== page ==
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The “European Patent with unitary effect”, or “Unitary Patent” for short, is a single patent which will cover all participating Member States of the European Union. Unitary Patents will be obtained using the existing European patent application procedure and will be enforceable throughout the participating Member States in a single action brought before the new Unified Patents Court.

Jurisdictions covered by the Unitary Patent

The majority of EU Member States have agreed to adopt the new system. However, Spain has declared that they are not taking part and Poland have not signed required legislation. The time it takes for countries to ratify the legislation may vary so the actual coverage of Unitary Patents is likely to change over time. An important point to note is that it will not be possible to obtain unitary protection and also validate in individual participating EU Member States from the same patent.

Those countries that are currently covered by the European Patent Convention (EPC) but are not in the EU, such as Switzerland and Norway, will not be covered by the Unitary Patent. However, it will be possible to obtain a Unitary Patent and also validate in those non-EU and any other non-participating countries.

MapDate of implementation

The relevant legislation needs to be ratified by thirteen Member States of the European Union, including the UK, France and Germany, before the new system can be rolled out. Ratification is expected to reach this level later in 2017, with the system expected to ‘go live’ in December 2017.

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The application procedure

Unitary Patents will be obtained from the European Patent Office (EPO) using the existing patent application procedure.

On grant, applicants will have three main options to choose from:

  • Validate the European Patent in the usual manner, choosing individual countries where protection is desired (i.e. no unitary protection);
  • Elect to have a Unitary Patent, covering the participating EU Member States (i.e. no individual validations); or
  • Elect to have a Unitary Patent, together with validations (or extensions) for countries which are not participating in the new system or which have the yet ratified the UPP legislation.

Cost of obtaining and renewing a Unitary Patent

In order to request a Unitary Patent the standard central EPO fees for publication, grant, printing and translation will be required. A big area of saving for the UP is the removal of the requirements for national validations, country by country, of the granted patent. Renewal fees have been set at a ‘True Top 4’ approach, which could lead to significant savings for applicants seeking Europe-wide protection. However, for those looking to file only in one or two countries, traditional European Patents or national filings may be the cheaper option.

As traditional European patent applications will be used to obtain Unitary Patents, filing and prosecution costs will remain the same. The main differences in cost at the grant stage will be as a result of translation costs, for which the full specification must be translated into only one other language, and that the requirements for local addresses for service/national validation which exist in many member states do not apply.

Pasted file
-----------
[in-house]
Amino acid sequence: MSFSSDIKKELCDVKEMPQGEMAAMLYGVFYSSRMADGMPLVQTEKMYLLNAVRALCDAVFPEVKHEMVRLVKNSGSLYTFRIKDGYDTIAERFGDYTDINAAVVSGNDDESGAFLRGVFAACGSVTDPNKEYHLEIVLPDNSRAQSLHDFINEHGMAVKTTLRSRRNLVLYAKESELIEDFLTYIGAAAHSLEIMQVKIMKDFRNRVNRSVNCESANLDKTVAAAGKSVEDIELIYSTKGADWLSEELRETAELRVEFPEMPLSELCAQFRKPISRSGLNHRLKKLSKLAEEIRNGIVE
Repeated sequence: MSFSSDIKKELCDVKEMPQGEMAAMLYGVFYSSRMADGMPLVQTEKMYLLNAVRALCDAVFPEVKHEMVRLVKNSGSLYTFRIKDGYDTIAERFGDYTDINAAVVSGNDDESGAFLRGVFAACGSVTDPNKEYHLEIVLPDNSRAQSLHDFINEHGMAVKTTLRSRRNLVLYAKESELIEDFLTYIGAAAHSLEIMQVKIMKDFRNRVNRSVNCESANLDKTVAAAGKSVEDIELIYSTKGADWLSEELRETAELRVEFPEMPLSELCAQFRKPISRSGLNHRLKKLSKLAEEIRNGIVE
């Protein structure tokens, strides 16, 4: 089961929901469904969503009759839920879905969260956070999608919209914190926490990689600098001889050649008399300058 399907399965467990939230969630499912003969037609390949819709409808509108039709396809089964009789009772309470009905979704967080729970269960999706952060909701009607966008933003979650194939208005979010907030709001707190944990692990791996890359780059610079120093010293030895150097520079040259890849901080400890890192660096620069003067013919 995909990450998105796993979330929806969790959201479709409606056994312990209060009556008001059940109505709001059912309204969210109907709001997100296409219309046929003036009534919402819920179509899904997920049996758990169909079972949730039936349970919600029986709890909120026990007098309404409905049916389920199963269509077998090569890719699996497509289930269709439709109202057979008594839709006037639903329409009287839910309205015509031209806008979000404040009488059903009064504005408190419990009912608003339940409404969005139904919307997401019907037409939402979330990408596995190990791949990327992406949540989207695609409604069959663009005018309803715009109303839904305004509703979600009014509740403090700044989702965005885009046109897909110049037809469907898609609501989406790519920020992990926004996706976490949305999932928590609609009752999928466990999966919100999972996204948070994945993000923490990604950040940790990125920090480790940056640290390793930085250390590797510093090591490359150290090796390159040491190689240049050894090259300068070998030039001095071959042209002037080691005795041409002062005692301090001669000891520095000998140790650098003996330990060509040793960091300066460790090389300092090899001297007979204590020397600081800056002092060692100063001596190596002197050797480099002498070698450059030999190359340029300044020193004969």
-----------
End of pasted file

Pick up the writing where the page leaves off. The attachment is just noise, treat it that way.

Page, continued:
The renewal fees for the Unitary Patent have been set at a ‘True Top 4’ level, meaning that they will be equivalent to the sum total of the renewal fees for the four most validated countries (France, Germany, UK and the Netherlands).

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In light of the True Top 4 model, European Patents validated in more than four countries are likely to be more expensive to renew and European Patents validated in fewer than four countries are likely to be cheaper.

Translations

For patent prosecution, the language regime will be exactly the same as the current system used by the EPO. Applications may be prosecuted in any of the official languages of the EPO: English, German and French. On grant, the process changes for Unitary Patents.

Ultimately the aim is that when an applicant elects to obtain a Unitary Patent after grant, the EPO will produce highly accurate machine translations. However, there are transitional provisions which will require human translations, which may last as long as twelve years, depending on the progress of the machine translations.

The transitional provisions will require the entire patent specification to be translated into one other EU language, if the patent application was prosecuted in English. There is the option for such applicants to choose one of the cheapest languages in which to obtain a translation. If the application was prosecuted in French or German, the entire specification must be translated into English. Accordingly, applicants may find that post grant translation costs will be cheaper if the application has been prosecuted in English.

Conclusions

When the Unitary Patent is introduced, there will be three primary routes for obtaining patent protection in Europe and two routes for litigation. Accordingly, European filing strategies will become more complex.

There are a number of decisions that applicants will need to begin considering. For example, do I register for a Unitary Patent or opt for national validations? Should I begin considering direct national filings rather than using the European Patent office? Should I opt out of the new Court system with my existing European Patents?

The new system will almost certainly offer cheaper pan-European patent protection. However, those applicants requiring reduced geographic coverage may find that traditional European patents are likely to offer a more affordable route.

We recommend that you contact your usual Withers & Rogers attorney, who can begin helping you plan for these important developments.